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12 January, 2011

Recipe for antialiasing as a post

I thought that I did post already this little experiment, but I didn't find it on the blog and I had to dig into my old sources... 

1) Identify edges. (From color? From normals and depth? In practice I've found the latter to be better)

2) Fit a primitive to edges, find parameters. A line? A line centered on the pixel? A curve? Most algorithms fit one of the first two. 
MLAA for example finds lines from the discrete edge detection, and the key of the algorithm is that is able to find lines even if they are nearly vertical (or horizontal). These lines have long steps when rasterized, and are hard to detect because you have to "look" way far from the pixel you're considering. MLAA uses pattern matching to achieve that, and that's also why it does not fit the GPU too well (at least DX9ish ones)
Simple edge detection is too local, won't know if a horizontal discontinuity is an horizontal line or part of a line at a nearly horizontal angle. Also it won't know how long that line is, so it won't know for how long the line approximation holds, in practice it will work decently only on curves, organic surfaces. This can be remedied by searching in a larger neighborhood, but it's not too simple and of course it costs performance...

3) Blend along the primitive. Either identify a "foreground" and "background" color and blend between the two using the coverage of the primitive on the pixel considered, or smooth by integrating (sampling) along the primitive. MLAA does the former, many post-filters do the latter (or a generic isotropic blur) to avoid computing the exact integral of the fitted line through the pixel.

Now how you do that defines your post-aa filter. MLAA is currently the most popular algorithm (especially on ps3, where you can use all these SPUs... there is a GPU version but it doesn't seem suited to run on the 360 GPU) and it seems to be almost the "only" choice nowadays but it's quite possible to do something decente even with more "conventional" filters. 

I started experimenting with this a while ago, to improve the PS3 2x quincunx filter resolve (that is commonly used "against" a 4x MSAA on 360 as PS3 is way slower to do MSAA). 
This idea of mixing MSAA and edge filtering is not new, this paper from ATI explores it and it's a very interesting read (also its citations, like this one, are a good inspiration)

It's important to be able to do this on the samples before the MSAA downscale because otherwise you'll loose information and it's harder to identify geometric discontinuities while preserving detail in the already antialiased (hopefully) interior shaded regions.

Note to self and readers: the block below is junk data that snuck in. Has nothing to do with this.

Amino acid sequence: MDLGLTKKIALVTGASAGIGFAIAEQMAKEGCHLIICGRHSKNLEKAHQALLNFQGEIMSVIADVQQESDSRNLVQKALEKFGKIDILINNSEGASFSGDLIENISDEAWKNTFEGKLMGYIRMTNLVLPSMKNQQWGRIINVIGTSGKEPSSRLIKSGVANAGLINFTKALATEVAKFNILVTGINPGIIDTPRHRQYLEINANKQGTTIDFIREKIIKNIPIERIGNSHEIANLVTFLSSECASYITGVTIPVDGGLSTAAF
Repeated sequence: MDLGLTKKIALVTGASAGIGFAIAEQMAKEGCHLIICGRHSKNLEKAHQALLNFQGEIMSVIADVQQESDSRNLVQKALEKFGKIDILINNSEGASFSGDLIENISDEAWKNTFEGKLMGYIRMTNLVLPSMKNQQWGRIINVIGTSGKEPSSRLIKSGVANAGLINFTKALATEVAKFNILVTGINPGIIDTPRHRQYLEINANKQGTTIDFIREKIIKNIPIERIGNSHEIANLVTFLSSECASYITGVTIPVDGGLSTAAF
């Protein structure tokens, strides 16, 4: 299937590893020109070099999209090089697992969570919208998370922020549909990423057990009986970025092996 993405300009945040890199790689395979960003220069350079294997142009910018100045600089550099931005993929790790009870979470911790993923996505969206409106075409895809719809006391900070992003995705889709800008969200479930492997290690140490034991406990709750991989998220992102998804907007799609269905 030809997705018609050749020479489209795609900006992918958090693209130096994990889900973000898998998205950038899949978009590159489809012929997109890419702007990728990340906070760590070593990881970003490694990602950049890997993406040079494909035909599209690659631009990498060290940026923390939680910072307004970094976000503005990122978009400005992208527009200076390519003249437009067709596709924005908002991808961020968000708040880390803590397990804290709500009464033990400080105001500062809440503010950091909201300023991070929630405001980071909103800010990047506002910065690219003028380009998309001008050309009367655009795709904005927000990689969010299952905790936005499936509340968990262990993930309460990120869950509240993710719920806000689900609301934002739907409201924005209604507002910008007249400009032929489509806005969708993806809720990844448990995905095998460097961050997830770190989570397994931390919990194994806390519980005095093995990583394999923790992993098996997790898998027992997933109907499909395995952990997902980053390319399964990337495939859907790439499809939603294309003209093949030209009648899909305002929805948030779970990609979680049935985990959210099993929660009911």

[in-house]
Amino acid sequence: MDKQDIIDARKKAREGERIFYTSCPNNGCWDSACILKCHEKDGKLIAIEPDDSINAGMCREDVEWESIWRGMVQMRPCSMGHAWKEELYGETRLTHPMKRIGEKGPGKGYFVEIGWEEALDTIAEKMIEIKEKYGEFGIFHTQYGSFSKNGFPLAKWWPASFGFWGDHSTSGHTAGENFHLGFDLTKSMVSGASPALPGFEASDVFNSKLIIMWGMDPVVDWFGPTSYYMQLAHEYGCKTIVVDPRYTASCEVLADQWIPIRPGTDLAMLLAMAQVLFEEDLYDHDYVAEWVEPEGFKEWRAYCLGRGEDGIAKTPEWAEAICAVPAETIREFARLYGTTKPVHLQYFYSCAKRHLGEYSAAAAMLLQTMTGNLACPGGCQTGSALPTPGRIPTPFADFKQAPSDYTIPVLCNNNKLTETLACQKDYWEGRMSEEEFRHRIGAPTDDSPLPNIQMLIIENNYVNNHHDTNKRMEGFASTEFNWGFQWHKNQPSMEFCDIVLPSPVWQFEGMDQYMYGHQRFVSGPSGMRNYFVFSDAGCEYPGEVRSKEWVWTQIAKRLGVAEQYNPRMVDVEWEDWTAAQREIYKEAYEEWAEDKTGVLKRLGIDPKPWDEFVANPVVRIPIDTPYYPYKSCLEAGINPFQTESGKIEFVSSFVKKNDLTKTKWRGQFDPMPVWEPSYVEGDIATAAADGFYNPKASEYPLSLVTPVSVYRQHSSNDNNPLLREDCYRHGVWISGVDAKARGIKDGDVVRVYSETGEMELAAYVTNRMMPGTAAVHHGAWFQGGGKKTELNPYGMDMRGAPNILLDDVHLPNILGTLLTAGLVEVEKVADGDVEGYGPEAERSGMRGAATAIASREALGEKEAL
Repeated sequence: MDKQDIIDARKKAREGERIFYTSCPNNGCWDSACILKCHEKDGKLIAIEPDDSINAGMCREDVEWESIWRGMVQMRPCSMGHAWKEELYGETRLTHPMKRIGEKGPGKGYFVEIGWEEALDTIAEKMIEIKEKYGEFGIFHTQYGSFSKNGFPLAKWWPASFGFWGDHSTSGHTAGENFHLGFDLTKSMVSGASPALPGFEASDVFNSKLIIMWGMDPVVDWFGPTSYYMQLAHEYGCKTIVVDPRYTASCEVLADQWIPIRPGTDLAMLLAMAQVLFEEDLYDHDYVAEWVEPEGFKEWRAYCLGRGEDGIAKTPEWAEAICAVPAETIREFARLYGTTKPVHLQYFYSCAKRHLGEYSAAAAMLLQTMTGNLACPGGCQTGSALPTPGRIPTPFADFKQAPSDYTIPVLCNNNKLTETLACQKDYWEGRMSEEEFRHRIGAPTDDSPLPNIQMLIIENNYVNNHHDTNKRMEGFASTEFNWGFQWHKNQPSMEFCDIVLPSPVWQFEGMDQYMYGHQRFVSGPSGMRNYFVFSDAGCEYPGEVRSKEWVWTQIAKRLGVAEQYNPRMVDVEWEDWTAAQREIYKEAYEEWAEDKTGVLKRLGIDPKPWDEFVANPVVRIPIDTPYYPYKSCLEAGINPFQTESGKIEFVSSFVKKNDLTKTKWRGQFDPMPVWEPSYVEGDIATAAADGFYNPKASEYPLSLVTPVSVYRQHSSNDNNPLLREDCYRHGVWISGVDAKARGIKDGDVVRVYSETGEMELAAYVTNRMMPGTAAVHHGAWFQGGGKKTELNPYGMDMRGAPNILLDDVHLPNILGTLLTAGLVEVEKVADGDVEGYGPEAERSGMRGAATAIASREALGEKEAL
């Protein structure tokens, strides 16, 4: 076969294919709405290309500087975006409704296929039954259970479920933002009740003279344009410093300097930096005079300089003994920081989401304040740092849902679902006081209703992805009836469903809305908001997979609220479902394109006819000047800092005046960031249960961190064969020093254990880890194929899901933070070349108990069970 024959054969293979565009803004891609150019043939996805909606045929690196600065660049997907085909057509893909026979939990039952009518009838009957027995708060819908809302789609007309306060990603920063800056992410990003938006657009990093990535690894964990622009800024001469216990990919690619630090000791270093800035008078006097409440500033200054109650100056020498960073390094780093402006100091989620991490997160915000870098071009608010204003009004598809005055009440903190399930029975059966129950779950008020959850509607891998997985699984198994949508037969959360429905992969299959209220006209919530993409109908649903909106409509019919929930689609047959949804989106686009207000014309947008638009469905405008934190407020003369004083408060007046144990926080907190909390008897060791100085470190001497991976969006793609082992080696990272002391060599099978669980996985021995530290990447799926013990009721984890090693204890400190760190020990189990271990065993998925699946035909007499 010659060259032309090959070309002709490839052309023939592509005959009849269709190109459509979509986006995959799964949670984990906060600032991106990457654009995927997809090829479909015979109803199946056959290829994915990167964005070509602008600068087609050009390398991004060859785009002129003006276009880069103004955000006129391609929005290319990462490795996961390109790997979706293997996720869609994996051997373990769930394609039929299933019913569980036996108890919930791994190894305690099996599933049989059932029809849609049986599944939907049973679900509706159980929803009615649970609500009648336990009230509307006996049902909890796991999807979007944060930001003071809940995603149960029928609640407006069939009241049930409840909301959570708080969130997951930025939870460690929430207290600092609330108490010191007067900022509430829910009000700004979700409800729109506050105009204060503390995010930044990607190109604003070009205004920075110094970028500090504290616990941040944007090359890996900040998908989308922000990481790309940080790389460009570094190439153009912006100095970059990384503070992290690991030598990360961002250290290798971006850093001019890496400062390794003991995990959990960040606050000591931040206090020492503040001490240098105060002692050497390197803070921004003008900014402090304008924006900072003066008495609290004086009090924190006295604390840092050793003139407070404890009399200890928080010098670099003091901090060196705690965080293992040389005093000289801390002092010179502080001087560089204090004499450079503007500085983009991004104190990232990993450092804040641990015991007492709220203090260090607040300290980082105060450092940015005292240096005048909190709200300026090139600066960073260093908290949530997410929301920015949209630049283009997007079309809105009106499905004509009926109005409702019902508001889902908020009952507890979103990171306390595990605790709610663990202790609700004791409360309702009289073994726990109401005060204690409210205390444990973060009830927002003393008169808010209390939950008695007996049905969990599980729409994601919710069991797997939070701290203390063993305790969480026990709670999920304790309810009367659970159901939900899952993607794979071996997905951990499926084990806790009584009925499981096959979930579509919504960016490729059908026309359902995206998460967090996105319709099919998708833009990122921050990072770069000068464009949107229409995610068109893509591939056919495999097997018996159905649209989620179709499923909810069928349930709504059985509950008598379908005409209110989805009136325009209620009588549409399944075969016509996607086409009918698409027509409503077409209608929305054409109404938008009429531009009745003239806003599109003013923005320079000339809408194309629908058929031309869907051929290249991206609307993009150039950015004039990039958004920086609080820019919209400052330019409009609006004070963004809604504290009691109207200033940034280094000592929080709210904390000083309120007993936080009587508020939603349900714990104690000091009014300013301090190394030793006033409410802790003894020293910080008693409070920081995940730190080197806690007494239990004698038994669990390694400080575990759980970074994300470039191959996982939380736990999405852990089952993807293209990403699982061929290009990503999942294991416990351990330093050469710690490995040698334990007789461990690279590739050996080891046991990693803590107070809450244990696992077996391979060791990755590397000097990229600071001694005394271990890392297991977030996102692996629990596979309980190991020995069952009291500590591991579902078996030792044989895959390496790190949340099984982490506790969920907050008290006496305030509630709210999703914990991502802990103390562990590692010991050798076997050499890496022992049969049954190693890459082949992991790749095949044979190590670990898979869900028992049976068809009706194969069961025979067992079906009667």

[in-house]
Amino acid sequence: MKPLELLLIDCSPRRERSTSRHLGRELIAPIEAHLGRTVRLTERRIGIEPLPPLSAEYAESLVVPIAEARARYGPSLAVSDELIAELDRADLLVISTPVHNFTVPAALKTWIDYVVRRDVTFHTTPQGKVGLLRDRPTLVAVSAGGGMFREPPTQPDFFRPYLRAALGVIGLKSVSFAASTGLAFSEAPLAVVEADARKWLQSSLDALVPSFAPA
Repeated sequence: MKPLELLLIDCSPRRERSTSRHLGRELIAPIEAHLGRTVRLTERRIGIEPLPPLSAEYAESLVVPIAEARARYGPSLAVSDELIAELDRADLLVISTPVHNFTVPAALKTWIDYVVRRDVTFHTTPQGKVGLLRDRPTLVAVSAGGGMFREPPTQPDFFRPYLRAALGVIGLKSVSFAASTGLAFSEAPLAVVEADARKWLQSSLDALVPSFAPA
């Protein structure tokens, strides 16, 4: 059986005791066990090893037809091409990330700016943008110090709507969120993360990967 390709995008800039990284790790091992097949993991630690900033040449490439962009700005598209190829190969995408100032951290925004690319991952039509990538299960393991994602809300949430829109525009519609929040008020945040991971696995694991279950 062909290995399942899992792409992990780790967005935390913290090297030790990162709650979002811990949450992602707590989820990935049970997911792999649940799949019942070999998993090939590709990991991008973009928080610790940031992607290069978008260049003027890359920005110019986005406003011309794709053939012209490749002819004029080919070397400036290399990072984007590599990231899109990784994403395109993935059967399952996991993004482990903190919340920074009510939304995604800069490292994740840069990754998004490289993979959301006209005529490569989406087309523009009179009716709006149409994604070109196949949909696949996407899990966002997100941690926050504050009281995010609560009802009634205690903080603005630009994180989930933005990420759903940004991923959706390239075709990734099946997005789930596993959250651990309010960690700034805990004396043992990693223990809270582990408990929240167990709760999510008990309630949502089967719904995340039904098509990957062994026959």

Also, as you're running your post effect on the full HD framebuffer, it's fundamental to be as fast as possible. With that in mind I started experimenting with the goal of doing the simplest filter that still looked good. This is what I've ended up with (beware, it's not shader code but Adobe Pixel Bender stuff):

void evaluatePixel()  {
float3 orig = sampleLinear(src, outCoord()).rgb;
float3 vb = sampleLinear(src, outCoord() + float2(1,0) ).rgb - sampleLinear(src, outCoord() + float2(-1,0) ).rgb;
float3 hb = sampleLinear(src, outCoord() + float2(0,1) ).rgb - sampleLinear(src, outCoord() + float2(0,-1) ).rgb;
float vg = dot(vb, float3(0.2126, 0.7152, 0.0722));
float hg = dot(hb, float3(0.2126, 0.7152, 0.0722));
float3 col = orig.rgb;
float2 off = float2(hg, -vg); float offl = length(off);
col += sampleLinear(src, outCoord() + off).rgb + sampleLinear(src, outCoord() - off).rgb;
float threshold = 0.25;
float blend = offl/threshold; if(blend>1.0) blend = 1.0;
dst.rgb = orig.rgb * (1.0 - blend) + col.rgb * blend; dst.a = 1.0;

The results are not too bad... As you can see MLAA is vastly better on straight, clean lines (see the bench) but it's actually a fair bit worse on curves/complex surfaces (see the leaves) and tends to mess/blur things that change often direction (see the metal rods on the left, above the zombie head). Maybe it's a matter of tuning, I used the original MLAA sourcecode from Intel.

Original image: Dead Rising 2 without MSAA


Assen said...

Thanks for sharing.

Tried it, works somewhat better on our scenes than my attempts - but only really works on almost-diagonal, well defined edges, while MLAA really shines on almost horizontal/vertical edges.

Still can't decide if it's better than nothing; characters are pretty well rounded in their details, so it seems to be a win for them.

Have you seen LucasArts' Force Unleashed II?

DEADC0DE said...

Mhm no I didn't know that Force Unleashed 2 did AA tricks, I'll look at it.

I'm actually quite confident I can raise the quality of the post-AA to something closer to MLAA.

We'll see, stay tuned.

DEADC0DE said...

Judging from what I see here:

it looks very similar to what I posted (note: you should tune it...)

Assen said...

Force Unleashed's thing works very well on long almost-horizontal or almost-vertical edges, like MLAA.

Assen said...
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